LAW OF THE LAND: Breach of fiduciary duty — elements of a claim

martin

William Martin

Published: Friday, August 9, 2013 at 10:47 AM.

As an attorney, I have a fiduciary duty to my clients. But what exactly is a “fiduciary duty.” Not surprisingly, like many areas of the law, the term “fiduciary” is sometimes a bit squishy. But, there is one area that is clear — a lawyer, or any other fiduciary, must avoid “self-dealing” or “conflicts of interest” where the potential benefit to the fiduciary is in conflict with what is best for the client — in other words, abusing the relationship.

Fiduciaries can include business advisors, attorneys, guardians, estate executors, bankers, real estate agents, title companies, stock brokers, husbands, wives, or anyone who accepts your complete confidence and trust. A fiduciary duty can be either express or implied from the “specific factual situation surrounding the transaction and the relationship of the parties.”

"An implied fiduciary relationship will lie when there is a degree of dependency on one side and an undertaking on the other side to protect and/or benefit the dependent party." The relation and correlative duties need not be legal but may be moral, social, domestic or merely personal."

What if you think a fiduciary has breached his or her duties to you? If you took it to court, you would have to prove: (1) the existence of a duty, (2) breach of that duty, and (3) damages flowing from the breach. Often, the existence of the duty is the crucial element. I performed a brief survey of Florida caselaw and came up with two situations where a judge or jury found the existence of a fiduciary relationship related to real estate transactions:

A real estate agent held himself out as a real estate agent experienced in luxury riverfront properties and brought his friend investment proposals that he represented were excellent investment opportunities. The agent told her he would take care of her, that she would "never lose a dime," and that she could trust him.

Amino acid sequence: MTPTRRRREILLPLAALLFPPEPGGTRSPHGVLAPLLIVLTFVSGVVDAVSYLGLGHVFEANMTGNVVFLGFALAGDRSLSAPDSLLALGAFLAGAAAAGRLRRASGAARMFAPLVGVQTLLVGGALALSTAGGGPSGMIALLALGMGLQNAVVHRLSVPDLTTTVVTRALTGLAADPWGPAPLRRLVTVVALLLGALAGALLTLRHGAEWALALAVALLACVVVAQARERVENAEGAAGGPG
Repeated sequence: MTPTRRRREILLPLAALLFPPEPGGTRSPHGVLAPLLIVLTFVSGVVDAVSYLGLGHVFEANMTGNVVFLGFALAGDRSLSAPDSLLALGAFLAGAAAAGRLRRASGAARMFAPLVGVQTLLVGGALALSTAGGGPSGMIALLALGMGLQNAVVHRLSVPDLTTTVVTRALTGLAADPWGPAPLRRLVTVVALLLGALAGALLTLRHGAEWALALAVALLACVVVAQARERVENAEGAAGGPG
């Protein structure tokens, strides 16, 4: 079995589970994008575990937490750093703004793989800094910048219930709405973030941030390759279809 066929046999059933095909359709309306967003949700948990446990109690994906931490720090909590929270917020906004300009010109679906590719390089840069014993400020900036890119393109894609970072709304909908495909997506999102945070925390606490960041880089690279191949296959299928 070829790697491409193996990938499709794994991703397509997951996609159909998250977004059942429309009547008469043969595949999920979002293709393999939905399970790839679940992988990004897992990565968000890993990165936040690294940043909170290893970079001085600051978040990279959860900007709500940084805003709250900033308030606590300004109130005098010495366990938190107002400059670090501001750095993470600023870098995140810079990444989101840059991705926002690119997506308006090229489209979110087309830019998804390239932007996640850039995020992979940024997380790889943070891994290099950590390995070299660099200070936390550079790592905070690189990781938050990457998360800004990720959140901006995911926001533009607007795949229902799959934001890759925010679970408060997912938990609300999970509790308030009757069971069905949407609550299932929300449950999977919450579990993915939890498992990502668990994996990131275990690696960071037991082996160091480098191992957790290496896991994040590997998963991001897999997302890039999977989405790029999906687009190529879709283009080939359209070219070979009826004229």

A corporation’s president arranged for a secret profit as part of a real estate transaction at the expense of and without the knowledge of the corporation.

Conversely, a real estate agent was able to convince a judge that a fiduciary duty did not exist because a contractual disclaimer advised the buyer of a business that “the Purchaser retains sole responsibility for all decisions or action required for” making the decision.



1 2
Next

Reader comments posted to this article may be published in our print edition. All rights reserved. This copyrighted material may not be re-published without permission. Links are encouraged.

COMMENTS
▲ Return to Top
 

Local Faves


RodeoRap 2014

  • Openings
     If you are on a 25-foot and under boat and have fish – stop by the scales. There are plenty of openings on the daily board. Right now the only thing brought in by an under-25 boat is a 11.4-pound … Continue reading
  • Special catches
     The Special K has made it to the Rodeo scales today with a couple of fish good for dailies. Adam Bates pulled in a 13-pound king mackerel and Bill Widman reeled in a 22.4-pound blackfin tuna. Still plenty of time … Continue reading
  • Girls get it done
     Ashlee Beard just weighed in a 25.4-pound wahoo for a first on the big board. She was on an all-girl trip on the No Alibi. -Tina Harbuck  
  • First white
     Rick Deerman of Alabama just weighed in a 69.4-pound white Marlin caught on the Gulf Breeze. It was the first billfish for Deerman – captain and crew. All got tossed in the water for the catch. -Tina Harbuck  
  • King of the day
     Brittany Audley shows off a 26.8-pound king mackerel she caught on the Huntress. She is leading on the daily board.